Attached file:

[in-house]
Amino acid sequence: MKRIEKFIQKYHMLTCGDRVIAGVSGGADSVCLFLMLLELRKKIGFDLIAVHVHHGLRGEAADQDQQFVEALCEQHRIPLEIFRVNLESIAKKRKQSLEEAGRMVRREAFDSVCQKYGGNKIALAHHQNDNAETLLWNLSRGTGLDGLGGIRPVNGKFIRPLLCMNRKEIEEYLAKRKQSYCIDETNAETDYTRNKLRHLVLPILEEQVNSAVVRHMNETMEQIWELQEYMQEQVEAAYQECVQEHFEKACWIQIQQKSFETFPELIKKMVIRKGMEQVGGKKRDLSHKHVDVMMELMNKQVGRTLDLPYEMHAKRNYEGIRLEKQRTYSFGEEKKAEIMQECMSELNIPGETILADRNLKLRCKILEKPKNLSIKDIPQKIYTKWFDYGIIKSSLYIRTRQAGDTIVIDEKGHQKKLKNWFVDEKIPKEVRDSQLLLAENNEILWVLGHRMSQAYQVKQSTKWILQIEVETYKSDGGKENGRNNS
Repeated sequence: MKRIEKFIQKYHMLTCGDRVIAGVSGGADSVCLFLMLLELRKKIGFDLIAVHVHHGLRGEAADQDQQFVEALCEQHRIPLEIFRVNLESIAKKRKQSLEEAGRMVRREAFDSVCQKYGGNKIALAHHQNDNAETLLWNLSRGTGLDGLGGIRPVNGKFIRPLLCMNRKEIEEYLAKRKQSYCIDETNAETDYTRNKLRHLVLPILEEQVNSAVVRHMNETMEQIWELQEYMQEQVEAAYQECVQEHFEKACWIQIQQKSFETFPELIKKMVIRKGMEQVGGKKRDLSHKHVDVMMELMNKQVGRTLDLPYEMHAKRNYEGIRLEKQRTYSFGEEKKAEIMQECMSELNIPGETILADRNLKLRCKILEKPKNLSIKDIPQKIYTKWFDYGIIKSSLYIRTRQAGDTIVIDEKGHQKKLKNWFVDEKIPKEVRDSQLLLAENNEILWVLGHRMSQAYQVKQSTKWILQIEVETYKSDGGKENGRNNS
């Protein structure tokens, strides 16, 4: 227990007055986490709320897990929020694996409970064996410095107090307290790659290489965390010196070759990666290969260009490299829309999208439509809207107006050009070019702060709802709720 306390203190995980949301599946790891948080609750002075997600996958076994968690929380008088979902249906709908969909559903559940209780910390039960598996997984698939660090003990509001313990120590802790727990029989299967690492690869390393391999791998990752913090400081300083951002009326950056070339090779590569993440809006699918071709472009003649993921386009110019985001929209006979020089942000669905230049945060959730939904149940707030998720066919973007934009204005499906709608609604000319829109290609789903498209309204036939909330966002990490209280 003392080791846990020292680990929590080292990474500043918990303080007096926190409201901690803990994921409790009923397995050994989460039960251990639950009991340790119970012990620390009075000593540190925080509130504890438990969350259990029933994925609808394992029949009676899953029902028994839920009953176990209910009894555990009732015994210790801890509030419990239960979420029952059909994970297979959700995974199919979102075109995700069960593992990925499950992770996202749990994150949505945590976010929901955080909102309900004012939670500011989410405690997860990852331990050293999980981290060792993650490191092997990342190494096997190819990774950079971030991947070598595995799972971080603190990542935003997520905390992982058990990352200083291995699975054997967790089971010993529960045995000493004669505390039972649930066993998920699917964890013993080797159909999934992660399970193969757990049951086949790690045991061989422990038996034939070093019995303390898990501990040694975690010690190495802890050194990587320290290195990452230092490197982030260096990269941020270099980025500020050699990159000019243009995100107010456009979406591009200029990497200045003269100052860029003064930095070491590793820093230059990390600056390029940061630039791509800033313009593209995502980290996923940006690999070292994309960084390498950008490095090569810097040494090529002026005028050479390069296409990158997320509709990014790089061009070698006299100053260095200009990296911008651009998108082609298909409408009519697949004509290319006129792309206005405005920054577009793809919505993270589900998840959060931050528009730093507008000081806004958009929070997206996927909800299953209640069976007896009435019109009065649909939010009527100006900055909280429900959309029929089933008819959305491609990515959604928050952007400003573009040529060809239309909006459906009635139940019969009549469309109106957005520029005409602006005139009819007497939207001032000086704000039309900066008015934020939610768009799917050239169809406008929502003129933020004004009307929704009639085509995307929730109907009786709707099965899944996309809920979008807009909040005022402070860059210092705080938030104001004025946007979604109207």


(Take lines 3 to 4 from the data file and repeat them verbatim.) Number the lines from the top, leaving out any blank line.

Repeated sequence: MKRIEKFIQKYHMLTCGDRVIAGVSGGADSVCLFLMLLELRKKIGFDLIAVHVHHGLRGEAADQDQQFVEALCEQHRIPLEIFRVNLESIAKKRKQSLEEAGRMVRREAFDSVCQKYGGNKIALAHHQNDNAETLLWNLSRGTGLDGLGGIRPVNGKFIRPLLCMNRKEIEEYLAKRKQSYCIDETNAETDYTRNKLRHLVLPILEEQVNSAVVRHMNETMEQIWELQEYMQEQVEAAYQECVQEHFEKACWIQIQQKSFETFPELIKKMVIRKGMEQVGGKKRDLSHKHVDVMMELMNKQVGRTLDLPYEMHAKRNYEGIRLEKQRTYSFGEEKKAEIMQECMSELNIPGETILADRNLKLRCKILEKPKNLSIKDIPQKIYTKWFDYGIIKSSLYIRTRQAGDTIVIDEKGHQKKLKNWFVDEKIPKEVRDSQLLLAENNEILWVLGHRMSQAYQVKQSTKWILQIEVETYKSDGGKENGRNNS
């Protein structure tokens, strides 16, 4: 227990007055986490709320897990929020694996409970064996410095107090307290790659290489965390010196070759990666290969260009490299829309999208439509809207107006050009070019702060709802709720 306390203190995980949301599946790891948080609750002075997600996958076994968690929380008088979902249906709908969909559903559940209780910390039960598996997984698939660090003990509001313990120590802790727990029989299967690492690869390393391999791998990752913090400081300083951002009326950056070339090779590569993440809006699918071709472009003649993921386009110019985001929209006979020089942000669905230049945060959730939904149940707030998720066919973007934009204005499906709608609604000319829109290609789903498209309204036939909330966002990490209280 003392080791846990020292680990929590080292990474500043918990303080007096926190409201901690803990994921409790009923397995050994989460039960251990639950009991340790119970012990620390009075000593540190925080509130504890438990969350259990029933994925609808394992029949009676899953029902028994839920009953176990209910009894555990009732015994210790801890509030419990239960979420029952059909994970297979959700995974199919979102075109995700069960593992990925499950992770996202749990994150949505945590976010929901955080909102309900004012939670500011989410405690997860990852331990050293999980981290060792993650490191092997990342190494096997190819990774950079971030991947070598595995799972971080603190990542935003997520905390992982058990990352200083291995699975054997967790089971010993529960045995000493004669505390039972649930066993998920699917964890013993080797159909999934992660399970193969757990049951086949790690045991061989422990038996034939070093019995303390898990501990040694975690010690190495802890050194990587320290290195990452230092490197982030260096990269941020270099980025500020050699990159000019243009995100107010456009979406591009200029990497200045003269100052860029003064930095070491590793820093230059990390600056390029940061630039791509800033313009593209995502980290996923940006690999070292994309960084390498950008490095090569810097040494090529002026005028050479390069296409990158997320509709990014790089061009070698006299100053260095200009990296911008651009998108082609298909409408009519697949004509290319006129792309206005405005920054577009793809919505993270589900998840959060931050528009730093507008000081806004958009929070997206996927909800299953209640069976007896009435019109009065649909939010009527100006900055909280429900959309029929089933008819959305491609990515959604928050952007400003573009040529060809239309909006459906009635139940019969009549469309109106957005520029005409602006005139009819007497939207001032000086704000039309900066008015934020939610768009799917050239169809406008929502003129933020004004009307929704009639085509995307929730109907009786709707099965899944996309809920979008807009909040005022402070860059210092705080938030104001004025946007979604109207």